Is it wrong to borrow someone’s ideas?

Wang Qizi Mao

We all have to be original right? Not so said Picasso, who declared in his famous line, “Good artists copy, great artists steal.”

The quote is general interpreted to mean that a good artist is influenced by others but when an artist becomes great, their style is so closely associated with them that the ideas of others are essentially “stolen”. Picasso was a great example of such an artist because he spent his life copying others but history has recorded him as one of the most original artists in history. Even his famous quote was copy, believed to have come from composer Igor Stravinsky, who said,

 “Lesser artists borrow; great artists steal.”

In turn, Stravinsky’s quote is believed to have been derived from poet T.S Elliot who proposed,

 “Immature poets imitate; mature poets steal; bad poets deface what they take, and good poets make it into something better, or at least something different. The good poet welds his theft into a whole of feeling which is unique, utterly different than that from which it is torn.”

Ok, so the original interpretation of the Picasso quote seems to be different from Elliot’s so if there was a bit of borrowing of quotes, a form of Chinese whispers seems to have resulted in meaning being changed or at the very least, interpretations being changed according to the context the idea has been heard in. And so it is with art.

Let’s have a look at Andy Warhol’s Mao. It is stolen in the sense that it has become so famous that curators the world over don’t even know who painted the original that Warhol. I’ve seen major art museums just say it came from a cover of a book that Warhol found.

The original was actually painted by someone and his name was Wang Qizhi. So should Wang Qizhi feel like he has been cheated out of millions or acknowledgement of his creative genius? Well, it’s a bit nuanced because Wang Qizhi painted his Mao’s under the direction of a panel of communist party members who made suggestions about certain feelings an images they wanted. I don’t know what that panel of party members wanted, but I would suggest it would be something different to what art patrons at a Warhol exhibition are talking about. In that regards, Warhol’s theft created a whole new feeling which was unique and utterly different from the book cover that he tore Mao from.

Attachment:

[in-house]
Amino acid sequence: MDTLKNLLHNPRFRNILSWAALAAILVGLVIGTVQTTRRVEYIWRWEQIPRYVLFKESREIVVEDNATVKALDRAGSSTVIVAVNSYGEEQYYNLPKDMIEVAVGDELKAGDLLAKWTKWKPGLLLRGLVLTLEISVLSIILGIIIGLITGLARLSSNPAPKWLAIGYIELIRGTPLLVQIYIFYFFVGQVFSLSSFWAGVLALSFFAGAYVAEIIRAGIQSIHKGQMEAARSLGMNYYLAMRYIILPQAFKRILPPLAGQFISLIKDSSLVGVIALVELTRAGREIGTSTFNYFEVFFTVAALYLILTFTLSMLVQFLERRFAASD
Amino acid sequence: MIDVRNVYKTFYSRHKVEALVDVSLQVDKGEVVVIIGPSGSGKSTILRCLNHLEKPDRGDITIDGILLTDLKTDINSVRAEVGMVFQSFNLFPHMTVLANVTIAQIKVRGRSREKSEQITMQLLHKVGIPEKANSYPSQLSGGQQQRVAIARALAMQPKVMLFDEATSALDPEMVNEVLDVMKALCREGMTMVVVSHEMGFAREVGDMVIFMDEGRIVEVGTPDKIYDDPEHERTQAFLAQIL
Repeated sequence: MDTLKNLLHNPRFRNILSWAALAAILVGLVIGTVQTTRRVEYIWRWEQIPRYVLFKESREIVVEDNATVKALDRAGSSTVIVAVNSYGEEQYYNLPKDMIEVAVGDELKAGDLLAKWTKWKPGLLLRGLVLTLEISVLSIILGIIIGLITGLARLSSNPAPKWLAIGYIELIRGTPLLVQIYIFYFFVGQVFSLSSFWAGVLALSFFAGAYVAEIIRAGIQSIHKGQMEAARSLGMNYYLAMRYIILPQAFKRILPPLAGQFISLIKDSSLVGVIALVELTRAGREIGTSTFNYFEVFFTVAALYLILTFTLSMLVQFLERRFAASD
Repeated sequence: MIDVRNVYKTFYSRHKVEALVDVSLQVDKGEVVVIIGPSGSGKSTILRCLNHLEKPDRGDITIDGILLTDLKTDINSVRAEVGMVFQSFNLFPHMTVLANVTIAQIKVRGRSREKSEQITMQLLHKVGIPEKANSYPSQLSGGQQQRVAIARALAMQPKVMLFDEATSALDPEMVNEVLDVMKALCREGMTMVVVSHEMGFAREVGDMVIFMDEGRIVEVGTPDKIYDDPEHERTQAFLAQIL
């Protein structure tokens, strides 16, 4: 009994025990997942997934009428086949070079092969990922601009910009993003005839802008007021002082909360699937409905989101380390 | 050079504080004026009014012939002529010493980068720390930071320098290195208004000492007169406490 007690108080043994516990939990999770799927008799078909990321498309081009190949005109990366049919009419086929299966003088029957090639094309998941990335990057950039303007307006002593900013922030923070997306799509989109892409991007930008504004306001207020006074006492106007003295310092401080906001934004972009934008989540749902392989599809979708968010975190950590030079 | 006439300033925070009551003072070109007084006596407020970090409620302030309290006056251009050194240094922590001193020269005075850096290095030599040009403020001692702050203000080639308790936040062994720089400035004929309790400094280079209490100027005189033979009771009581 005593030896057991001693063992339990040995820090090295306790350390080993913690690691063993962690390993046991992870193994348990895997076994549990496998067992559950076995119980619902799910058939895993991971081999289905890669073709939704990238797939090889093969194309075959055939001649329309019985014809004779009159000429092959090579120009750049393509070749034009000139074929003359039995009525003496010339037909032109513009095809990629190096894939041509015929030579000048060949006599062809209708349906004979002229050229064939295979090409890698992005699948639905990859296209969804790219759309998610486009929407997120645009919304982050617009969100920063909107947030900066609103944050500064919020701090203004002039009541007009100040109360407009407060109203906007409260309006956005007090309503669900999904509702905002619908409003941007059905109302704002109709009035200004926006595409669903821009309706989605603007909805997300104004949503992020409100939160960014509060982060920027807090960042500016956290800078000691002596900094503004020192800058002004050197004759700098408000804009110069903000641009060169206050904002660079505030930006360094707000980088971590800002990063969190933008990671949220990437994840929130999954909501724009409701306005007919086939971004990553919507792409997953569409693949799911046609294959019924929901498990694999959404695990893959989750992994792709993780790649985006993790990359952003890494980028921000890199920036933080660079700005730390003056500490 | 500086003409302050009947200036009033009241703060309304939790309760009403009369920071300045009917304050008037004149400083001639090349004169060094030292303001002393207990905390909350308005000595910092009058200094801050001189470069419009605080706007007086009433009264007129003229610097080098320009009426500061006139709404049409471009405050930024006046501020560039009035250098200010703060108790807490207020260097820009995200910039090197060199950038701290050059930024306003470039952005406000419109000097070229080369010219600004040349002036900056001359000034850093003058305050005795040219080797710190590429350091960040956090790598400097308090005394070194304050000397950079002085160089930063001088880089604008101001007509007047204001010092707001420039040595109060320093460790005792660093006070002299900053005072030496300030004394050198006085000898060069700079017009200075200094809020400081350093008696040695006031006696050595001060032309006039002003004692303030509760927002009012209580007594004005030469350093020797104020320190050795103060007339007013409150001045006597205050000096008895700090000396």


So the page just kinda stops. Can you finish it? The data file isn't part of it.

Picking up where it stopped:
But how would Warhol feel if others did to him what he did to Wang Qizhi (not to mention soup can designers). Well, lets consider his quote:

“I don’t get mad when people take my things…It got a little crazy when people were turning out paintings and signing my name…Signing my name to it was wrong but other than that I don’t care.”

Andy Warhol Mao

Andy Warhol Mao


4 thoughts on “Is it wrong to borrow someone’s ideas?

  1. Such an interesting point of discussion, “borrowing” vs “stealing” art. It’s one thing to get inspired by something and another to lift someone else’s work and incorporate it into yours – it’s always a grey area between what’s uniquely yours and what is someone else’s. As you said, we all draw inspiration from a certain object or moment. I like the T.S Elliot quote where he touches upon finding inspiration from others and turning it into something different, and I like to think he meant we derive our own composition and technique by looking at how and what others did – experiment.

    • Thanks Mable. Grey area indeed. It always struck me as peculiar that what may be defined as “informed” in one discipline may be labelled “stealing, derivative and formulaic” in visual art. I like T.S Elliot as well and I think he did a good job at defining different types of appropriation. That said, it really really up to the beholder to decide if the final product is something unique or simply a copy and so often this is determined by the context and the audiences personal background.

      • “formulaic” is another apt term to describe some kinds of appropriation. A complete rip-off would be blatantly lifting one’s work completely and not reproducing it in another way, and not giving credit. I think if credit is given where it’s due and we make an effort to make our own voice shine through, then appropriation isn’t so rough.

      • Giving credit where credit is due should be easy. In music, musicians proudly boast about their influences and this adds to the appeal. In visual art; however, it seems that concealing sources and inspiration is the done thing.

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